There are some times in life when a clever-sounding statement can be deeply interrogated simply by asking the question, “But for who?”
Statement: Make America Great Again!
Assumption: America was great before.
Question: But for who? Was it great for black people during slavery? Was it great for African-Americans during the Jim Crow laws and lynchings? Was it great for refugees under the present and recent governments when they were locked up in cages and had their children stolen from them? Was it great for the First Nations people who every year still have to face the trauma of the country they live in and have always lived in celebrating Columbus Day – you know the day when Christopher Columbus ‘discovered’ America? And many more questions can be added to that.
Closer to Home
We see the same in South Africa when white people talk about “The good old days”.
Statement: Things were better in the good old days.
Assumption: There were days in the past that were good, even better than the days we face today.
Question: But for who? Who were those days good for? Were they good for black, coloured and indian people under apartheid? Were they good for black people during colonisation? Were they good for the indigenous people of South Africa – the Khoi and the San who, even today have little or no recognition or rights to the land they once freely occupied and moved around on? Just who were these good old days good for?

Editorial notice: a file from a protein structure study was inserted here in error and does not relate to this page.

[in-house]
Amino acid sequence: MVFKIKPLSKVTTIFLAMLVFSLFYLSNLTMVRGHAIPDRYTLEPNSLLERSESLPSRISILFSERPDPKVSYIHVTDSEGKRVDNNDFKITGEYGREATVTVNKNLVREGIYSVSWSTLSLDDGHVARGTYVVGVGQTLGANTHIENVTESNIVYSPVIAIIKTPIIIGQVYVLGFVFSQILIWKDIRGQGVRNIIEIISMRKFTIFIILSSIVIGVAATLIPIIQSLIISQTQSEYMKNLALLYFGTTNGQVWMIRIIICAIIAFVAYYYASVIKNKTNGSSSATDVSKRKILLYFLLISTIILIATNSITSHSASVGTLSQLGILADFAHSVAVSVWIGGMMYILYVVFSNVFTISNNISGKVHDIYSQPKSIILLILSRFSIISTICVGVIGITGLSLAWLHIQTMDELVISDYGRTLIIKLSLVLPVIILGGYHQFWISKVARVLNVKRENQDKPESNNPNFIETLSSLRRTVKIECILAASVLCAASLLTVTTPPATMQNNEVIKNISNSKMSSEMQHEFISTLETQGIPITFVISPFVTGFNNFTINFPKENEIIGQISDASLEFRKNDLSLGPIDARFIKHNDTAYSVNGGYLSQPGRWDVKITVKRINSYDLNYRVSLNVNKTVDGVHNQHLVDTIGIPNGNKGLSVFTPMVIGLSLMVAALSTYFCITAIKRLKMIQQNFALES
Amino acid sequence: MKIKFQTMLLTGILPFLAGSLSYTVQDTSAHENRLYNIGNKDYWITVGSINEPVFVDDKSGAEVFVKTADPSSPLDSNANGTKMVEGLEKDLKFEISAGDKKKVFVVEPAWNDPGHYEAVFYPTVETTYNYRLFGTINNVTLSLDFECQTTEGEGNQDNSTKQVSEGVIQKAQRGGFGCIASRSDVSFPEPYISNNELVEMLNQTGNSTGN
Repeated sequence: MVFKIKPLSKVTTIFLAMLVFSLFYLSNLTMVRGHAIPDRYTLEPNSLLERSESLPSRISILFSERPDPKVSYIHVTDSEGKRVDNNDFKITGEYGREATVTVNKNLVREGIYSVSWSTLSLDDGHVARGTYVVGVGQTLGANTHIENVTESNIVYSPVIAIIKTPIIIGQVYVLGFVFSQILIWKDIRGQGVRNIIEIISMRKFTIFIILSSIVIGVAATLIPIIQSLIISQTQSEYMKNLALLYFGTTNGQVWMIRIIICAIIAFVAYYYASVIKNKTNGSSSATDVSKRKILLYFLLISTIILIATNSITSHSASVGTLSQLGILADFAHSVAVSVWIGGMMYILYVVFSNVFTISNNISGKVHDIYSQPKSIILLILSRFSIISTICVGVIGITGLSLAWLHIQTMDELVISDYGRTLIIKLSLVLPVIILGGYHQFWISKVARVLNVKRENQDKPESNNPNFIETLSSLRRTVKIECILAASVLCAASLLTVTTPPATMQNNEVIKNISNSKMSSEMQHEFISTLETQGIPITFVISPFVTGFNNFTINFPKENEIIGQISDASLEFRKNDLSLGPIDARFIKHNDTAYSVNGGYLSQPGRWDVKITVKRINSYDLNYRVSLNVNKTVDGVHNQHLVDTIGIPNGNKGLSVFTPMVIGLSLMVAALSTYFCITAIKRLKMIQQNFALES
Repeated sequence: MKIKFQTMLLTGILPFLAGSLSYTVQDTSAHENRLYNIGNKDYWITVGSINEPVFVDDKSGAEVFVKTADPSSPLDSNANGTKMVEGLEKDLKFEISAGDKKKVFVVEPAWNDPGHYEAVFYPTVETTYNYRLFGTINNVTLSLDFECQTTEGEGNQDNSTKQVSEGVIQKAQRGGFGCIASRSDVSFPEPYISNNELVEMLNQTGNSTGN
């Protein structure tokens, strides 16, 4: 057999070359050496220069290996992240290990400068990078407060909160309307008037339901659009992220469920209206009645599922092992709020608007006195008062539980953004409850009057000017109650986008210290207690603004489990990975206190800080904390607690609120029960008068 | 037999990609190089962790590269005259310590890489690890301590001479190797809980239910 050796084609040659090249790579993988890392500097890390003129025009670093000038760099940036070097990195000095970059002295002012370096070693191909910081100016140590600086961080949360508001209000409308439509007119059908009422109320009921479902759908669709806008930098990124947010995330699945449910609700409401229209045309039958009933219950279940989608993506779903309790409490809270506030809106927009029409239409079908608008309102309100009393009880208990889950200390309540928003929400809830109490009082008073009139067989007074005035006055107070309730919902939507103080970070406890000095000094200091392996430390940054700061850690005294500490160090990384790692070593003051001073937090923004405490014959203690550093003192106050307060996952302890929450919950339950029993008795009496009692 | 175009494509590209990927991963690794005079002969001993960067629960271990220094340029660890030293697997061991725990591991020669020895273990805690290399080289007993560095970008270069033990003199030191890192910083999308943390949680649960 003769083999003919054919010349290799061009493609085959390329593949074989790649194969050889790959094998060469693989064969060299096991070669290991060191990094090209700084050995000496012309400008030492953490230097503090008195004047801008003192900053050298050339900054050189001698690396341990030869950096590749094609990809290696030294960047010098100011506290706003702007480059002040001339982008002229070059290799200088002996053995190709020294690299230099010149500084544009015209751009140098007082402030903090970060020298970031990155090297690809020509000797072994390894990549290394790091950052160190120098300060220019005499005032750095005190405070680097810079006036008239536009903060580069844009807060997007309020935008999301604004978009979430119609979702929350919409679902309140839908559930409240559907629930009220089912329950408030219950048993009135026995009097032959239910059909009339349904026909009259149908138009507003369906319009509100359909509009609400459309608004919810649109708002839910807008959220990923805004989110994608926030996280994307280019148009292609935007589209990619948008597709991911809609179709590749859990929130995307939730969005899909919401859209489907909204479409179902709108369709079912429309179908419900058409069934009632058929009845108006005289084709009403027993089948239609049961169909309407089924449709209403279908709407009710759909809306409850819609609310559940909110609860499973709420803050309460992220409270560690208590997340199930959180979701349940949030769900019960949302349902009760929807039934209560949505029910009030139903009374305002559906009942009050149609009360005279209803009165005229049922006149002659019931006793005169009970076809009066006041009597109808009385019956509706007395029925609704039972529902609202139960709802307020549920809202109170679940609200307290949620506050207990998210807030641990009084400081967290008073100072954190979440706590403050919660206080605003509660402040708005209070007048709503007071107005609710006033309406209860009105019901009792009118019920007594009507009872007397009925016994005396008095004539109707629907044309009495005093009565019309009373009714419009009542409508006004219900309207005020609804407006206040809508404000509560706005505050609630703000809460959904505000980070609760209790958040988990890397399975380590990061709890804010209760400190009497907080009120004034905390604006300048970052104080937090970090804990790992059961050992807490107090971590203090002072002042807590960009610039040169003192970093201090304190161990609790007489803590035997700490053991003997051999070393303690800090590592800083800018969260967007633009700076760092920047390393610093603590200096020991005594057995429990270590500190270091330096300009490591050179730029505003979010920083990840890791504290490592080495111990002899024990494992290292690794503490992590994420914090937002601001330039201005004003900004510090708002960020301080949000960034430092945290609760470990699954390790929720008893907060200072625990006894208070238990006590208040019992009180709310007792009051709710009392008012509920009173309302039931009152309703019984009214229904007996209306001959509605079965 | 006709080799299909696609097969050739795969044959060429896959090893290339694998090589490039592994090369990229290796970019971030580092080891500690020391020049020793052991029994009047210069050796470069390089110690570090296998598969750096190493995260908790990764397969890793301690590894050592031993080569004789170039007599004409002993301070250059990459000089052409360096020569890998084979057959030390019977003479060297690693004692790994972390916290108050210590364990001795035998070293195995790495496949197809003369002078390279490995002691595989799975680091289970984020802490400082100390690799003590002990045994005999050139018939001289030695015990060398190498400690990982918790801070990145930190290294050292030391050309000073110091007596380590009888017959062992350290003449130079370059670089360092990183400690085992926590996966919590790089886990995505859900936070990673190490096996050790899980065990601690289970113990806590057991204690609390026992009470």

Who are you referring to?
i was watching an online conversation last night on anti-racism work and this quote came up:
“I will commit to never seeing the world as normal. I will always ask the question: Normal for who?”
That is a bit of a different spin on the quotes above but carries the same idea to an even more deeper level.
Many of us tend to think of ‘life as normal’ as that time when we return to when things were comfortable and easy. For so many people – the majority of the people in this country – it is never comfortable and easy. That’s a hard one to get our heads around even if we have read the numbers. Because it is not our reality. Hopefully awareness moves us to do something to help those around us for whom it is.
- i never have to worry about clean water
- i never have to worry about getting enough food and can even mess around with fancy diets and food choices
- i don’t typically have to worry about whether we will have enough money and if we don’t i know that there is a network of people who will never let me go without eating, clothes, accommodation
- i don’t really have to worry too deeply about disease and sickness because i have easy access to medical attention
This feels like an easy one to get our minds around. i want this to be a question that melds with my DNA. Every time i hear the “great again” phrase [Cape Secession Party have been playing with that one] or “The good old days” may i be quick to respond with the question, “But for who?”
[For a post on looking in the mirror and working on what you see, click here!]